In general, if you have a voting method and everybody bullet-votes, then
you pretty much have to reduce to Plurality, since there's no other
>> This encompasses the standard majority setting where a majority votes
>> A > [everybody else]. It's not equal to it, as one may see from this
>> A > B > C > D
>> C > B > D > A
>> D > B > C > A
>> A > B > D > C
>> B has a majority against C, D, and A.
> Huh? 2 A>B vs 2 B>A?
Oops, I calculated based on 50% as majority. It should be relatively
easy to fix though.
A > B > C > D
C > B > D > A
D > B > C > A
B > D > A > C
Now 3 B>A, 1 A>B. Also, 1 C>B, 1 D>B, so no other has 50%+1 over all others.
>> It's also a worst-case point of view because it errs "safe" in the
>> case of truncation - truncation so that A is not ranked on the ballot
>> means that no victory for A above some other candidate will be counted
>> for that ballot.
> Each ranked candidate counts toward beating each unranked candidate, as
> well as toward beating each lower ranked candidate!
Of course. What I meant was, if you have
1: B > A > C
the 2: B is the same as 2: B > A = C, which means that it doesn't
contribute to A's victory count. "Truncation so that A is not ranked on
the ballot means that no victory for A above some other candidate will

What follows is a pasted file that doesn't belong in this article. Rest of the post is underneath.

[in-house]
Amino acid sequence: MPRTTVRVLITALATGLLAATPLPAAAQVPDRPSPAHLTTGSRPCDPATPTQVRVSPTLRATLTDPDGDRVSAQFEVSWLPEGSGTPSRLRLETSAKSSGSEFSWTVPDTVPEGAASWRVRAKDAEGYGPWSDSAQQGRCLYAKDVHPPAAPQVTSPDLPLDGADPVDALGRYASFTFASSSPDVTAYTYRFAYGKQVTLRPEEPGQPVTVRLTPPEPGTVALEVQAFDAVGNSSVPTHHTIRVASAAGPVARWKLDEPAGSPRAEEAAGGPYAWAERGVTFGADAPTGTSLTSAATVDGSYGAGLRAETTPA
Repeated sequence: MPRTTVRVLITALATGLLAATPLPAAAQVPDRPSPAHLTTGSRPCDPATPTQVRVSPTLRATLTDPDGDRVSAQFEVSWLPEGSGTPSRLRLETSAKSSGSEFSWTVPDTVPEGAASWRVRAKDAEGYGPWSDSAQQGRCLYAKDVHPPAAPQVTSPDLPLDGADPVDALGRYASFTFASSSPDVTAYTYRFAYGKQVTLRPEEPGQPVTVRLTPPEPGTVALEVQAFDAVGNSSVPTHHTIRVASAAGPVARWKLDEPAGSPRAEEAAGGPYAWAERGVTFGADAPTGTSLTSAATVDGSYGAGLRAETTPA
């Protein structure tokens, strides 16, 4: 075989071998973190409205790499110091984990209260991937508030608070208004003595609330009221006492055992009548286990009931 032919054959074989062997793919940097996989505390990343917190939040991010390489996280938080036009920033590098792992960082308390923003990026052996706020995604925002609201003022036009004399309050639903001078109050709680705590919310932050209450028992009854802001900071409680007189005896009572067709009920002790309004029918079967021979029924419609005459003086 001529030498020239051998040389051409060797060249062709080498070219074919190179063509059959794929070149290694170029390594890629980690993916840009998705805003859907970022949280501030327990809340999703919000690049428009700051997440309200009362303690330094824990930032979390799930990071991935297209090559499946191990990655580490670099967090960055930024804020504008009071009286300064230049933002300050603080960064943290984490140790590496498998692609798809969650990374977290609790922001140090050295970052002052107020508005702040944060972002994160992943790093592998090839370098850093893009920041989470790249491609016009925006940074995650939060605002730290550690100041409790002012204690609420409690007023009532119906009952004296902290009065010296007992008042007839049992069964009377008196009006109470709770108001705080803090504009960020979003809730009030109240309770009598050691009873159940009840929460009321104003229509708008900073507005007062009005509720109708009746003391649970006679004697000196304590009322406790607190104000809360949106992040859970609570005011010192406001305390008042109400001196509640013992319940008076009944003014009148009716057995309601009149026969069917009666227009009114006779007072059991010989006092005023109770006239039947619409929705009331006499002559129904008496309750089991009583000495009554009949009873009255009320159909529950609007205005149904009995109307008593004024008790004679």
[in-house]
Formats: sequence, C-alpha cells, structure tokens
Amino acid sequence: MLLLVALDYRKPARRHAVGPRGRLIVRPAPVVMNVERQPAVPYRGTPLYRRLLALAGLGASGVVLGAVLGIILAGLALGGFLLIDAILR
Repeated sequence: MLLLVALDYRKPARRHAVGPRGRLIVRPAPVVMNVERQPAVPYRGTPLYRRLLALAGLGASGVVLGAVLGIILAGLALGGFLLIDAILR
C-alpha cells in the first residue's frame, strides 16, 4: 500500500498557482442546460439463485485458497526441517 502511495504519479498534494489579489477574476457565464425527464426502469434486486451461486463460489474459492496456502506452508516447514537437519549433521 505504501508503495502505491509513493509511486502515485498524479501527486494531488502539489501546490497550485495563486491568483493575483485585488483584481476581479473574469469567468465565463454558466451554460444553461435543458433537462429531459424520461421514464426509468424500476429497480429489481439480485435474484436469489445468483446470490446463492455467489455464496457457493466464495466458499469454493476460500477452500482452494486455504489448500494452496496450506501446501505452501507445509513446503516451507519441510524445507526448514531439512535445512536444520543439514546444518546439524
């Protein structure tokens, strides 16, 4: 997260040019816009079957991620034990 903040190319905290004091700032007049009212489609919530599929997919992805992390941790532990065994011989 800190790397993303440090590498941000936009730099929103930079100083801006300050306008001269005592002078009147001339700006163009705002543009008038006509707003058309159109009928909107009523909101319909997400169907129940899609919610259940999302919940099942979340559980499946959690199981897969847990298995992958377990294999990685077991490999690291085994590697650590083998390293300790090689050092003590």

be counted for that ballot".
>> I don't know much about the cost of optical scanning machines, but
>> presumably getting one with 8 or 10 sensors shouldn't be that more
>> expensive than one with 3. They wouldn't have to be specialized,
>> either, since optical scanning is used for other things than counting
> Eight sensors may be affordable. How much space on the paper ballot is
> required for the eight targets to be sensed - for you do this for each
> candidate for each race.
Something like http://www.indybay.org/uploads/2007/10/22/ballot2007.gif
seems quite reasonable, yet that has 25 ranks - so I don't foresee 8
being a problem.
>> The ideal solution as far as granularity is concerned would be to have
>> a machine that does OCR, and where voters just write a number in a box
>> next to the candidate (1 for first place, 20 for twentieth). That
>> would be quite a bit more expensive, though, and would also need some
>> sort of fallback... or just manual counting.
> Tempting - needs more thought.
I'd imagine it would be somewhat like this: You have an OCR mechanism
that's been tested on numbers written in various styles. It either
returns "this is [number]" or "I don't know what it is", with very
stringent requirements on the number being correct if it gives the first
output. If it returns "I don't know what it is", send the ballot to a
manual fallback to check what number it really is.
This won't work if the OCR's so bad it returns "I don't know what it is"
more often than it returns an actual result, or if the manufacturers
don't bother to follow the accuracy requirements and states don't bother
to verify them (Diebold all over again). Also, I'd prefer the counting
function to be isolated in hardware so that all it gets is the number
(so that there's no way it can cheat).